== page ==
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Prevention of Population Cycles by Parasite Removal

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Science  18 Dec 1998:
Vol. 282, Issue 5397, pp. 2256-2258
DOI: 10.1126/science.282.5397.2256

Abstract

The regular cyclic fluctuations in vertebrate numbers have intrigued scientists for more than 70 years, and yet the cause of such cycles has not been clearly demonstrated. Red grouse populations in Britain exhibit cyclic fluctuations in abundance, with periodic crashes. The hypothesis that these fluctuations are caused by the impact of a nematode parasite on host fecundity was tested by experimentally reducing parasite burdens in grouse. Treatment of the grouse population prevented population crashes, demonstrating that parasites were the cause of the cyclic fluctuations.

Mathematical models have shown that a density-dependent response acting with a time delay can generate population cycles between natural enemies and their prey (1). Indeed, trophic interactions rather than intrinsic mechanisms are now considered by many to be the principal cause of cycles in microtine rodents (2), snowshoe hares (3), and red grouse (4). The definitive test of these hypotheses is to stop population cycles by manipulating the causative mechanism. Here, we report on a long-term, large-scale, replicated field experiment that examined the capacity of parasites to cause cycles. The impact of the parasitic nematodeTrichostrongylus tenuis on individual red grouse (Lagopus lagopus scoticus) was reduced through the application of an anthelmintic before a cyclic population crash in northern England.

Extensive investigations of hunting records from 175 individually managed grouse populations, coupled with detailed intensive demographic studies, have shown that 77% of red grouse populations exhibit significant cyclic fluctuations with a period between 4 and 8 years (Fig. 1A) (4). Population growth rate is negatively related to the intensity of worm infection in adult grouse (Fig. 1B), and poor breeding production is correlated with worm intensity (Fig. 1C), so that population crashes are associated with high parasite intensities. Analyses of parasite-host models predict that parasitic helminths can cause population cycles when they induce a reduction in host fecundity that is large in relation to the impact of the parasite on host survival (5), and experimental studies have demonstrated that poor breeding in female grouse is caused by the nematode Trichostrongylus tenuis(6). Extensive demographic studies have shown a clear relation between bag records and count data (4), although hunters tend to stop shooting when autumn densities are <30 birds km−2 (Fig. 1A). Bag records are not influenced by any hunting restrictions, and in this system they provide a reasonable index of abundance and a very good qualitative description of the observed periodic crashes.

Figure 1

(left) Population dynamics of red grouse as illustrated from the detailed studies on one population in northern England. (A) Numbers of red grouse shot (solid line) and numbers counted per square kilometer (dashed line) before harvesting. (B) Plot of annual population growth rate [rt = (lnN t+1 − ln N t)] against mean log worm intensity in breeding adult grouse (r = −0.676; 95% bootstrap confidence limits 0.901 to 0.216). (C) Plot of breeding mortality [log maximum clutch size (12) − log mean brood size at 6 weeks] against mean log worm intensity (r = 0.641; 95% bootstrap confidence limits 0.287 to 0.816).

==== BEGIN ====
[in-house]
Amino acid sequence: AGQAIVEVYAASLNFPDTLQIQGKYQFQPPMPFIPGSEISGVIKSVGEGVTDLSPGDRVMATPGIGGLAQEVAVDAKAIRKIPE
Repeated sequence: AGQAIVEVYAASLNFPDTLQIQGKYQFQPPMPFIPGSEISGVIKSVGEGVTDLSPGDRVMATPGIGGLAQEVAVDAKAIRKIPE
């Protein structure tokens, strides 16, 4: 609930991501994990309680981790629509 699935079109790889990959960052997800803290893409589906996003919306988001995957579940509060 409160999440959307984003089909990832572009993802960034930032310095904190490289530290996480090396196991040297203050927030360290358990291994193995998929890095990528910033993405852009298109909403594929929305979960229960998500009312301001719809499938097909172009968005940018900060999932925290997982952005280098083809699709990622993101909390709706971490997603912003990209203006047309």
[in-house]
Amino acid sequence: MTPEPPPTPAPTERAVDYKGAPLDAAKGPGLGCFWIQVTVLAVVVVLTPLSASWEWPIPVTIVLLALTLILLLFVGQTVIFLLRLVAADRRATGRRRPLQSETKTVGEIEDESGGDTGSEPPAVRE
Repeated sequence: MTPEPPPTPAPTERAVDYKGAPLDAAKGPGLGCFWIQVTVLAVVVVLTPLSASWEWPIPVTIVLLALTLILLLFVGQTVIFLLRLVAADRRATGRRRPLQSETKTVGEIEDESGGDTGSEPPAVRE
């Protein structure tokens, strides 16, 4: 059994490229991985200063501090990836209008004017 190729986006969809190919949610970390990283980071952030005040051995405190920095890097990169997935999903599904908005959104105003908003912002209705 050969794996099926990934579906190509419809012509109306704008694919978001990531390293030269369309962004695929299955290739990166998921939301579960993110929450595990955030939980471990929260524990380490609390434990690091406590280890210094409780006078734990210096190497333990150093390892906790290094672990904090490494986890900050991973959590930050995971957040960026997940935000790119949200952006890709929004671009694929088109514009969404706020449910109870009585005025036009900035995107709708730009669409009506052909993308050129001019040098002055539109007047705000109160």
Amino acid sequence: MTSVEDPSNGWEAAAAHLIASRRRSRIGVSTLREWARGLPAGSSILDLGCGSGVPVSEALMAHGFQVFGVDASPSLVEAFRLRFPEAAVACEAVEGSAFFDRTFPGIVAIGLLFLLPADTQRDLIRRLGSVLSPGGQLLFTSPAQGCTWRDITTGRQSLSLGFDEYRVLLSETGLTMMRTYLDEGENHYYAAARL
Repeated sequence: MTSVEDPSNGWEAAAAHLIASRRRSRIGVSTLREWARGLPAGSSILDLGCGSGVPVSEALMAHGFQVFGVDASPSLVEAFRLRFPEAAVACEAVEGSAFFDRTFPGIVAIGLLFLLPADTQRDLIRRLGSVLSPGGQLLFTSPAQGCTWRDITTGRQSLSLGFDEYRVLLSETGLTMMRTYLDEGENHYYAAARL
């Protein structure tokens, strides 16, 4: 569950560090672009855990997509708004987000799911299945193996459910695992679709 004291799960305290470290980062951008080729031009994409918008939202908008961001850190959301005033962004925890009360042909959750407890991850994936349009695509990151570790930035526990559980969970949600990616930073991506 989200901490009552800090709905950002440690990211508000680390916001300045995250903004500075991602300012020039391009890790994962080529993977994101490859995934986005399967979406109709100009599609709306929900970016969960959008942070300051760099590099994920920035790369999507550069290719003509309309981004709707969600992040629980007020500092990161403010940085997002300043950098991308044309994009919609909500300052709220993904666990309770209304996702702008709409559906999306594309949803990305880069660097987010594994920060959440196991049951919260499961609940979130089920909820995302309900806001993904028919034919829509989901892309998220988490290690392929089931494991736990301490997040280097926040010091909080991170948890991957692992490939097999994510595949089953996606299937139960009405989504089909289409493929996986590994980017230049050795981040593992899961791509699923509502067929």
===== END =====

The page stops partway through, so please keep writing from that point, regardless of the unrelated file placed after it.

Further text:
Long-term data from six independently managed grouse moors were used to predict cyclic crashes in grouse numbers in 1989 and again in 1993. In 1989, we worked with keepers and caught and orally treated grouse with the anthelmintic Levamisole hydrochloride in four of these six populations. In 1993, this was repeated on two of the populations, providing data from a total of six populations—two that had been treated to stop two population crashes, two that had been treated to stop one population crash, and two untreated control populations. During each treatment year, grouse were caught at night in early spring when most of the birds had formed mating pairs. Birds were dazzled with a strong quartz-halogen lamp while roosting, caught in a net, and treated with Levamisole hydrochloride. Each bird was marked with a reflective tag that could be seen on subsequent catching nights. It was possible for a team of two people to catch and treat more than 100 birds in a single night. Radio tagging and subsequent monitoring showed that tagged and treated birds remained on their territories and had improved breeding. Birds were caught at random from accessible parts of the grouse habitat. Females were caught in preference to males to ensure the greatest impact of parasite removal on breeding production. Catching and treatment continued from when the snow melted to when females began laying eggs. Overall, between 1000 and 3000 grouse were caught and treated from each population. Depending on the size of each grouse population, our estimates showed that we treated between 15 and 50% of the adult breeding population. A sample of treated birds was shot from each population, and the intensities of worm infection were compared with those of untreated birds to confirm that treatment reduced the worm burdens. The numbers of harvested grouse were recorded during the subsequent hunting season.